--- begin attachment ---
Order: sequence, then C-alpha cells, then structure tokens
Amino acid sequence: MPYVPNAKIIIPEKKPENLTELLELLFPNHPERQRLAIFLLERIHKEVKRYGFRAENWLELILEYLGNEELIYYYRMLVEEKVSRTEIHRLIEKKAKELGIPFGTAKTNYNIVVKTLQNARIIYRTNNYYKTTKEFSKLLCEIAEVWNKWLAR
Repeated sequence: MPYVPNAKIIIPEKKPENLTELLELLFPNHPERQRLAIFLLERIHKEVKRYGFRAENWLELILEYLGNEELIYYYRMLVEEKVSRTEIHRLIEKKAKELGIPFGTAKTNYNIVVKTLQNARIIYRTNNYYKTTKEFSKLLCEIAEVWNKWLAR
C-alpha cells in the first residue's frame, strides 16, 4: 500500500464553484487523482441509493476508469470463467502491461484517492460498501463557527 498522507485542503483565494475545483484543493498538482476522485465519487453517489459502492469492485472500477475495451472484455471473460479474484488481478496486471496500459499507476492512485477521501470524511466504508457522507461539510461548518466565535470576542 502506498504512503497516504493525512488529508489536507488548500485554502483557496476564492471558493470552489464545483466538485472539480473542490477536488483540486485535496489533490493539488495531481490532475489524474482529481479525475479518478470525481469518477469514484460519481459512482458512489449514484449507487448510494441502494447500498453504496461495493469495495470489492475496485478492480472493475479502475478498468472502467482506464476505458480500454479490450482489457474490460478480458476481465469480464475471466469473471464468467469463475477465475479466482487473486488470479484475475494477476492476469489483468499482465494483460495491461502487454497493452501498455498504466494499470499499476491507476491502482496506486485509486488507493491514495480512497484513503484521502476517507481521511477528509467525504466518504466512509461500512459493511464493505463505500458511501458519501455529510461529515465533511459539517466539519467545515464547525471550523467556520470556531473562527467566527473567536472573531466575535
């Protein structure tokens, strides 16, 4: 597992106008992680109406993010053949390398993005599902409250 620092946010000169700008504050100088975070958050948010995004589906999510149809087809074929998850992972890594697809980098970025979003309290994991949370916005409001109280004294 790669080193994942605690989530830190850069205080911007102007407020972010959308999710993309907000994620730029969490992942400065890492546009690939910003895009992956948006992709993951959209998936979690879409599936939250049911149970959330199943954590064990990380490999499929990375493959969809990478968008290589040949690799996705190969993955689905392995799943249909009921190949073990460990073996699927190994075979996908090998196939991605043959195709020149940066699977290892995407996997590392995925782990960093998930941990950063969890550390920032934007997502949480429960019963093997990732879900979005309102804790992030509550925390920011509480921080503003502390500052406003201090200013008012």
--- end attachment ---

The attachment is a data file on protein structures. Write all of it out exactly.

Order: sequence, then C-alpha cells, then structure tokens
Amino acid sequence: MPYVPNAKIIIPEKKPENLTELLELLFPNHPERQRLAIFLLERIHKEVKRYGFRAENWLELILEYLGNEELIYYYRMLVEEKVSRTEIHRLIEKKAKELGIPFGTAKTNYNIVVKTLQNARIIYRTNNYYKTTKEFSKLLCEIAEVWNKWLAR
Repeated sequence: MPYVPNAKIIIPEKKPENLTELLELLFPNHPERQRLAIFLLERIHKEVKRYGFRAENWLELILEYLGNEELIYYYRMLVEEKVSRTEIHRLIEKKAKELGIPFGTAKTNYNIVVKTLQNARIIYRTNNYYKTTKEFSKLLCEIAEVWNKWLAR
C-alpha cells in the first residue's frame, strides 16, 4: 500500500464553484487523482441509493476508469470463467502491461484517492460498501463557527 498522507485542503483565494475545483484543493498538482476522485465519487453517489459502492469492485472500477475495451472484455471473460479474484488481478496486471496500459499507476492512485477521501470524511466504508457522507461539510461548518466565535470576542 502506498504512503497516504493525512488529508489536507488548500485554502483557496476564492471558493470552489464545483466538485472539480473542490477536488483540486485535496489533490493539488495531481490532475489524474482529481479525475479518478470525481469518477469514484460519481459512482458512489449514484449507487448510494441502494447500498453504496461495493469495495470489492475496485478492480472493475479502475478498468472502467482506464476505458480500454479490450482489457474490460478480458476481465469480464475471466469473471464468467469463475477465475479466482487473486488470479484475475494477476492476469489483468499482465494483460495491461502487454497493452501498455498504466494499470499499476491507476491502482496506486485509486488507493491514495480512497484513503484521502476517507481521511477528509467525504466518504466512509461500512459493511464493505463505500458511501458519501455529510461529515465533511459539517466539519467545515464547525471550523467556520470556531473562527467566527473567536472573531466575535
């Protein structure tokens, strides 16, 4: 597992106008992680109406993010053949390398993005599902409250 620092946010000169700008504050100088975070958050948010995004589906999510149809087809074929998850992972890594697809980098970025979003309290994991949370916005409001109280004294 790669080193994942605690989530830190850069205080911007102007407020972010959308999710993309907000994620730029969490992942400065890492546009690939910003895009992956948006992709993951959209998936979690879409599936939250049911149970959330199943954590064990990380490999499929990375493959969809990478968008290589040949690799996705190969993955689905392995799943249909009921190949073990460990073996699927190994075979996908090998196939991605043959195709020149940066699977290892995407996997590392995925782990960093998930941990950063969890550390920032934007997502949480429960019963093997990732879900979005309102804790992030509550925390920011509480921080503003502390500052406003201090200013008012």